Just as I was wrapping up my work for the day, one of my kids came into my office and told me that one of the lights in the living room was “leaking!” I did not have time for this! My wife had just taken a bath so I knew the likely source of the leak. I proceeded to tear off the front of the tub, then cut a giant hole in the ceiling in the living room only to be unable to replicate the leak. I did not have time to further diagnose the issue so I told her to just not use the tub. To add insult to injury, before I left I jumped in the shower, and in the middle of it, she came upstairs to tell me a different light had water dripping from it now. Unfortunately, I would have to deal with it when I got back.

I got out to the area later than intended and my fears of pressure looked to be accurate, as four other camps were set up at the mouth of the canyon. My brother joined in on the bad luck by getting a flat tire on his trailer on the way in. To top it all off, my boss had to inform me that I would not be getting the promotion I had been promised earlier in the year. My morale was low and the hunt hadn’t even started.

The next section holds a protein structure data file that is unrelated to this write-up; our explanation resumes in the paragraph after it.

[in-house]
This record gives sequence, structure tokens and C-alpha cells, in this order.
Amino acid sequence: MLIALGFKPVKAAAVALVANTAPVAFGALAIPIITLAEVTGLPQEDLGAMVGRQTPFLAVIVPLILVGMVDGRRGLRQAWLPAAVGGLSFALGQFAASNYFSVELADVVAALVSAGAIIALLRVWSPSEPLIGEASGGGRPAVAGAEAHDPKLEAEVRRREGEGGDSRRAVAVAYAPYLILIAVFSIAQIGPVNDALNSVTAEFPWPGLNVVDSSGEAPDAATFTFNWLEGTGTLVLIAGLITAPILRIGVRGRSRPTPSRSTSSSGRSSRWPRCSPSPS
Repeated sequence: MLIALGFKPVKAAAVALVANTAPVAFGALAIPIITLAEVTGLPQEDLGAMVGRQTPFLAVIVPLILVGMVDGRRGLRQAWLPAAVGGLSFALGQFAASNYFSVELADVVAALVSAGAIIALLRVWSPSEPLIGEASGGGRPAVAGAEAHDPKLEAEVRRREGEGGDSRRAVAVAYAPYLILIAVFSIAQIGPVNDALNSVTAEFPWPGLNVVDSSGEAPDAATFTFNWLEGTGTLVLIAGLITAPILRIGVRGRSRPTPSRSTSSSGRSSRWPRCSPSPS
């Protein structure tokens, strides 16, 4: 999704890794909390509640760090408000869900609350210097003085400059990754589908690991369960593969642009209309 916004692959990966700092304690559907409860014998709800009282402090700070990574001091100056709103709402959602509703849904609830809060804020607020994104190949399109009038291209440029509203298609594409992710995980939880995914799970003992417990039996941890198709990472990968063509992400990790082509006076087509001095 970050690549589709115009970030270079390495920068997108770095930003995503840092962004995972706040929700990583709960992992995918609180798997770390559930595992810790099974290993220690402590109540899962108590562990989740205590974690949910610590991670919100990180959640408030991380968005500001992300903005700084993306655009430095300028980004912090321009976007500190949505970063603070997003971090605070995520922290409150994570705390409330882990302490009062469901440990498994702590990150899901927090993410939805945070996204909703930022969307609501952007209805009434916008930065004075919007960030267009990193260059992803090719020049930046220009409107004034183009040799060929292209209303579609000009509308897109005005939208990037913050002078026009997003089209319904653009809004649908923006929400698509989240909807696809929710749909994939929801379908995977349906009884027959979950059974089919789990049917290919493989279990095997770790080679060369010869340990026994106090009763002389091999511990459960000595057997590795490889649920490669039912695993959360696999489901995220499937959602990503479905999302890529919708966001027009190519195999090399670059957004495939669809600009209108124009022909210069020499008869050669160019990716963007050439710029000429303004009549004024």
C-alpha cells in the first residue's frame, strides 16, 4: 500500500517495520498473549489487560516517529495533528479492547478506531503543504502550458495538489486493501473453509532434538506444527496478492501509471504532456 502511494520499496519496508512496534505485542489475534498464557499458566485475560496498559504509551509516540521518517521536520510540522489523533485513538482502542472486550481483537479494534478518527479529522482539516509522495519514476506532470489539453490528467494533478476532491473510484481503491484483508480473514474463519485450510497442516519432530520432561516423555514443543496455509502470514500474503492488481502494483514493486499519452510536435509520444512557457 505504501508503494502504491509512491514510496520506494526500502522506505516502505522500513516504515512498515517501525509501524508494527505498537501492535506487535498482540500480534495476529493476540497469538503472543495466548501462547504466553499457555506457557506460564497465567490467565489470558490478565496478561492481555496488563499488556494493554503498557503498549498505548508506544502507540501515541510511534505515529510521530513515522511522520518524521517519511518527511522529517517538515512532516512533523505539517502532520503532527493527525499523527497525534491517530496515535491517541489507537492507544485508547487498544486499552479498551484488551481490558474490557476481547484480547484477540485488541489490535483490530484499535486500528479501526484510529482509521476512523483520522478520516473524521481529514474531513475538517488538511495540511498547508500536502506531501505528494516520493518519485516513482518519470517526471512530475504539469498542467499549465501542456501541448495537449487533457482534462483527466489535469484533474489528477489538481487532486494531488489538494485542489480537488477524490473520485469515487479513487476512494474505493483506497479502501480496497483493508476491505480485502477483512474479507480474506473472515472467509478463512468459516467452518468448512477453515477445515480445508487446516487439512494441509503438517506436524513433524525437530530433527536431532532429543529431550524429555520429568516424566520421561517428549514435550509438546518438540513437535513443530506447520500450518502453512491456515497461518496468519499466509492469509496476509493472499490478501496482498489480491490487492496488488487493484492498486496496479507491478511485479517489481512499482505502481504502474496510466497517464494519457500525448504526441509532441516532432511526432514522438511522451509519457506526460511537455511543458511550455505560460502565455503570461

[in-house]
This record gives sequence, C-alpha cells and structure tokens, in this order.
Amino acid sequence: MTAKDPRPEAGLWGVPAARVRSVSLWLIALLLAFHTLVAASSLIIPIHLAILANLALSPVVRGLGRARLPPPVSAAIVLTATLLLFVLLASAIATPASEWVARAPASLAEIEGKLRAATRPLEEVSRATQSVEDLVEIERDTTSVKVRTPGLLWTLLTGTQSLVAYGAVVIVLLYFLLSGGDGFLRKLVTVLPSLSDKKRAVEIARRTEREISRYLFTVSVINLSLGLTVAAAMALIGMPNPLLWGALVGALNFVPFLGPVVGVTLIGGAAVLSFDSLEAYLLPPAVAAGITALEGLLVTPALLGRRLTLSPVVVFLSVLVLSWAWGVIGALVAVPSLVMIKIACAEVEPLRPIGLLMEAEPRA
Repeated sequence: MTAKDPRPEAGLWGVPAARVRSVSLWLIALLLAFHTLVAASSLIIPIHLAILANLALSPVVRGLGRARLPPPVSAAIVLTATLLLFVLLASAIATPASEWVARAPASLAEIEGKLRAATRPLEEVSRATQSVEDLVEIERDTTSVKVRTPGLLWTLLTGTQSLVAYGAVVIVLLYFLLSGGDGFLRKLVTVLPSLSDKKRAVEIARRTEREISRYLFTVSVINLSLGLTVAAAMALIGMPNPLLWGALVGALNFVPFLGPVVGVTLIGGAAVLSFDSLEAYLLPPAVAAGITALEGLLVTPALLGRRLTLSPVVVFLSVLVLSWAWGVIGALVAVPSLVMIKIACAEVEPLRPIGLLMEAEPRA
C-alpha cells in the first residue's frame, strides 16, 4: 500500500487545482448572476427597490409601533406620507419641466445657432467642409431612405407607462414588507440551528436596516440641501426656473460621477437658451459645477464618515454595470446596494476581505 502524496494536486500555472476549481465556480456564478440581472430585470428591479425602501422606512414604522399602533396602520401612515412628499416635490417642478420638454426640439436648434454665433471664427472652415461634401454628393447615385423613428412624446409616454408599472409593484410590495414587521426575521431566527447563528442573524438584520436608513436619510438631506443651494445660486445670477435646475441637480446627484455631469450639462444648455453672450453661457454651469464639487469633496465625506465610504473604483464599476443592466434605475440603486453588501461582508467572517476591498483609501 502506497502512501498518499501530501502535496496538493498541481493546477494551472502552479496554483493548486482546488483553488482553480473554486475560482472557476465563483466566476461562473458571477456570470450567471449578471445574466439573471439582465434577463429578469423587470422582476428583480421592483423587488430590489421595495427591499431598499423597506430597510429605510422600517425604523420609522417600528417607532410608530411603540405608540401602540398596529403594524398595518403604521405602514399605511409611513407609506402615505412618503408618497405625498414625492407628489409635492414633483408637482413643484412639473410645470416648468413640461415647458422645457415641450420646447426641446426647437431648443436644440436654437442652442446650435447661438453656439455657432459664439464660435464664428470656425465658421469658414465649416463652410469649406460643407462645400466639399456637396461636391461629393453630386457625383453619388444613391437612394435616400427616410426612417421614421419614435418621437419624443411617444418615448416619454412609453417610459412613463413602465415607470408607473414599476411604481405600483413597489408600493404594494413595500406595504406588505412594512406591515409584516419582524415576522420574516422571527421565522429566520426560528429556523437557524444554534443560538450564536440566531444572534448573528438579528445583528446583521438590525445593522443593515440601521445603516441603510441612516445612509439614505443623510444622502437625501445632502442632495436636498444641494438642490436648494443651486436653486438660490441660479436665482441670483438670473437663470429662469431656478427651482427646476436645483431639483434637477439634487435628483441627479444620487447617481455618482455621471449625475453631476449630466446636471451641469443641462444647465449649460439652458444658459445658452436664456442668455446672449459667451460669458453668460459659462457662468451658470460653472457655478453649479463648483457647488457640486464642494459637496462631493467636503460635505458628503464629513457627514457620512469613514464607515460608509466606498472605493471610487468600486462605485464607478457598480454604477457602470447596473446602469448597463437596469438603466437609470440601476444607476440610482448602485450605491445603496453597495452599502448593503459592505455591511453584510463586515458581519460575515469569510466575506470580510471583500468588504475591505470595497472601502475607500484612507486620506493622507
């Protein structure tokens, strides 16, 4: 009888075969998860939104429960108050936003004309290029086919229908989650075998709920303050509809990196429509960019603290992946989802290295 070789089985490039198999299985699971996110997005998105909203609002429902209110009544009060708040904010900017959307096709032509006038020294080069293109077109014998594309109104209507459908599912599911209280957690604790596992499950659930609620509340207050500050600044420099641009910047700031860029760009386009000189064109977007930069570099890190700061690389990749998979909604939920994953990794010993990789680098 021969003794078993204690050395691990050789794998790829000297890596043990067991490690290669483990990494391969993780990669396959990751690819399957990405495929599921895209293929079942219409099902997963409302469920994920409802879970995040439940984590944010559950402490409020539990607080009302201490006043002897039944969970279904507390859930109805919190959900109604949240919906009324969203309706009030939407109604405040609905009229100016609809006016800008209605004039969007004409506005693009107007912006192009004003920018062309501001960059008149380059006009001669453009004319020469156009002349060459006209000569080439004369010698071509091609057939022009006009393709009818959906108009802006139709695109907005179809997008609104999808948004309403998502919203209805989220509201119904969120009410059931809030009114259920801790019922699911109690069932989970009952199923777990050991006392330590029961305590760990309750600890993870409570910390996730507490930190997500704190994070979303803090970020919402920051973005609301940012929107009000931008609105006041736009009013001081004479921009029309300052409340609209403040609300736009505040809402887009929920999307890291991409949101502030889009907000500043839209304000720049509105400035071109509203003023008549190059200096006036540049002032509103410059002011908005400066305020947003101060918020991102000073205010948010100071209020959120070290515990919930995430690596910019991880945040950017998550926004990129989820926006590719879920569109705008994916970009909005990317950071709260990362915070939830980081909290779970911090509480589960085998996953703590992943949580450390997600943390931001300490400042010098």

Finally, the hunt

Finally, opening morning had come, and we found ourselves in a good glassing spot where we immediately saw deer. Approximately an hour into our glassing, we spotted a good buck a couple of ridges over. We were extremely fortunate to spot this buck as we could only see the top 20 yards of that ridgeline, and he happened to be on top of it. He soon fed down into the canyon and out of sight, so we decided to make the hike up the adjacent canyon to try and get above him and find him in his bed.

We turned up a few of the other bucks we had seen but could not relocate the buck. For the evening we decided to move to a point where we would be able to see up that entire canyon to try and locate him feeding in the evening. The very first deer we set eyes on that evening was that buck and he was way lower on the mountain than where we first spotted him. He was with seven other deer, but he was the only shooter of the group. The deer disappeared into a group of aspens, so we waited to see which side they would come out on, as that would dictate where I might attempt a stalk.